To get into purchasing management, it can be a good idea to earn a degree in a subject such as business or economics first. As with any career, the sooner you get experience and learn about real world issues and practices, the more quickly you can move into high level positions. Purchase managers tend to oversee all aspects of an organization's relationship with its suppliers and vendors. For this reason, individuals who enter purchasing management positions tend to have years of experience performing similar work in a related field or industry.
A purchasing manager is a professional who is responsible for duties such as finding suppliers, placing orders, monitoring deliveries, and evaluating quality of supplies and materials. Many business specialists believe that problems such as low productivity and increased costs often are related to an organization's suppliers. For this reason, purchasing managers are highly valued by their employers and are expected to be highly skilled, knowledgeable, and experienced.
One common first step for getting into purchasing management is to enroll in an undergraduate business course. While a formal academic education might not be required to practice as a purchasing manager, many employers expect job applicants to have a strong knowledge of financial and managerial practices and principles. Entry level positions that aspiring purchasing managers frequently take also often require job candidates to have bachelor's degrees in business or in a field related to a particular industry.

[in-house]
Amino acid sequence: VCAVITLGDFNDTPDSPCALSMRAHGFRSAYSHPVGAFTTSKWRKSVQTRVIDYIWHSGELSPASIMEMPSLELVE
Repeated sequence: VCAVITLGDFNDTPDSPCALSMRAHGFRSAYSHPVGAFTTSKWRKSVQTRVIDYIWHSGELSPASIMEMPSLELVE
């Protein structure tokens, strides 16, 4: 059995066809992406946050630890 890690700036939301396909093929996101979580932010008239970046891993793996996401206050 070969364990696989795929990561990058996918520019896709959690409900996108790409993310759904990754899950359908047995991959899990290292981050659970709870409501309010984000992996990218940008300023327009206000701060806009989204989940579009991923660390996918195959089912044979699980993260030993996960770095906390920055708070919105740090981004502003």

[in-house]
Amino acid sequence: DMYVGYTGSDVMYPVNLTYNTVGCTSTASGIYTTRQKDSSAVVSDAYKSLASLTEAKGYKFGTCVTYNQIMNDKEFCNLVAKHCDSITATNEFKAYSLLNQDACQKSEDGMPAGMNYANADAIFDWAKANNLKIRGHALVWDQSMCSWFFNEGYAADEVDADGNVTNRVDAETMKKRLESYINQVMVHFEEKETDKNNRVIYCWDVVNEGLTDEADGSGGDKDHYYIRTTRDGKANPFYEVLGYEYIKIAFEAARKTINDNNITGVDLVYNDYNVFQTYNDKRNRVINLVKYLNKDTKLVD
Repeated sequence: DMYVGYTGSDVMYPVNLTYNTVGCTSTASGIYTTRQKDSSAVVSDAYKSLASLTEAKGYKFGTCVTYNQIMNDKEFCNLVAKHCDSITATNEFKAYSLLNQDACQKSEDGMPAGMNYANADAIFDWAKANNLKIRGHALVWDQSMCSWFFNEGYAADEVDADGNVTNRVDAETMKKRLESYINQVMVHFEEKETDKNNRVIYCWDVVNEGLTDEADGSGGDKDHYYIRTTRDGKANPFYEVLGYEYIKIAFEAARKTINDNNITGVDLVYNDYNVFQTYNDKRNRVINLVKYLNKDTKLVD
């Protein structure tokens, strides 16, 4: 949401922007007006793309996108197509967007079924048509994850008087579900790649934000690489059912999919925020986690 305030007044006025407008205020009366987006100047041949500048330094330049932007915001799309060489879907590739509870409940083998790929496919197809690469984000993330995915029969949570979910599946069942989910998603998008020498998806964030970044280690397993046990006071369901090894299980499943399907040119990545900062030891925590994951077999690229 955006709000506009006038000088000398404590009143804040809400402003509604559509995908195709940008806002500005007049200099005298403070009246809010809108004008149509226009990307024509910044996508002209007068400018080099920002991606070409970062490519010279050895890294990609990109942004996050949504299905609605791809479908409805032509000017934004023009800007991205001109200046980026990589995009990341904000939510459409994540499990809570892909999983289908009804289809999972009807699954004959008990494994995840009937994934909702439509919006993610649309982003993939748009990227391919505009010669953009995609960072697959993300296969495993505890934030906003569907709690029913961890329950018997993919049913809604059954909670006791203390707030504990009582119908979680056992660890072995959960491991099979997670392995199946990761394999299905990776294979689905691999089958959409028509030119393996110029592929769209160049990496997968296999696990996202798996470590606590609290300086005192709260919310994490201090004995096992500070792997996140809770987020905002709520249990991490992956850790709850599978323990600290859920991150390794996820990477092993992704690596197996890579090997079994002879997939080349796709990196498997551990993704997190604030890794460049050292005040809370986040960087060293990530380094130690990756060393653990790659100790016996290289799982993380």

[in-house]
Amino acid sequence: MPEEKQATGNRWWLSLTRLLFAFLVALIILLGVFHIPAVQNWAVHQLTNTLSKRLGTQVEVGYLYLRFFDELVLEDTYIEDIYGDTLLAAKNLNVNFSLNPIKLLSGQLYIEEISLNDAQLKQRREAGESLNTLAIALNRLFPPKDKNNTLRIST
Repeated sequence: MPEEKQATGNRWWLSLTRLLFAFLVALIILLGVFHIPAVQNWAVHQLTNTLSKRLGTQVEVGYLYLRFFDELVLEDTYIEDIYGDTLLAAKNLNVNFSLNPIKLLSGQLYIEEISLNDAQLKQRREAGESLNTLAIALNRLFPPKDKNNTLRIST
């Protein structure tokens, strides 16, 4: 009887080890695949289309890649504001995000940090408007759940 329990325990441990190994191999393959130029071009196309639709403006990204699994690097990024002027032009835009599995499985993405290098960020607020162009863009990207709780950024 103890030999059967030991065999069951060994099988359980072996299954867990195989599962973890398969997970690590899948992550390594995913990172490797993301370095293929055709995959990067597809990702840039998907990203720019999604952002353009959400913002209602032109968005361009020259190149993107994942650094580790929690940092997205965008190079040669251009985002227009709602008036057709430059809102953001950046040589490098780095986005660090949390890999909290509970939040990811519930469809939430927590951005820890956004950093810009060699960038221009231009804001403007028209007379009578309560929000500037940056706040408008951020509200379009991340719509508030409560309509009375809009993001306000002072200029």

While studying for your degree, it also might be a good idea to take an internship or part time job in a field in which you are interested in working. Purchasing is performed in nearly every kind of industry, meaning that an aspiring purchasing manager should explore various possibilities in order to discover which career path to take. If you express to your manager or internship supervisor that you are interested in pursuing a career in purchasing management, he or she might find opportunities for you to engage in this kind of work.
Depending on the kind of industry in which you would like to practice purchasing management, you also may benefit from earning a master's or doctorate degree. An individual who is interested in a complex field, such as chemical engineering, for example, certainly can benefit from advanced education and clinical research opportunities. A person who is interested in retail, on the other hand, might benefit more from work experience than from postgraduate work.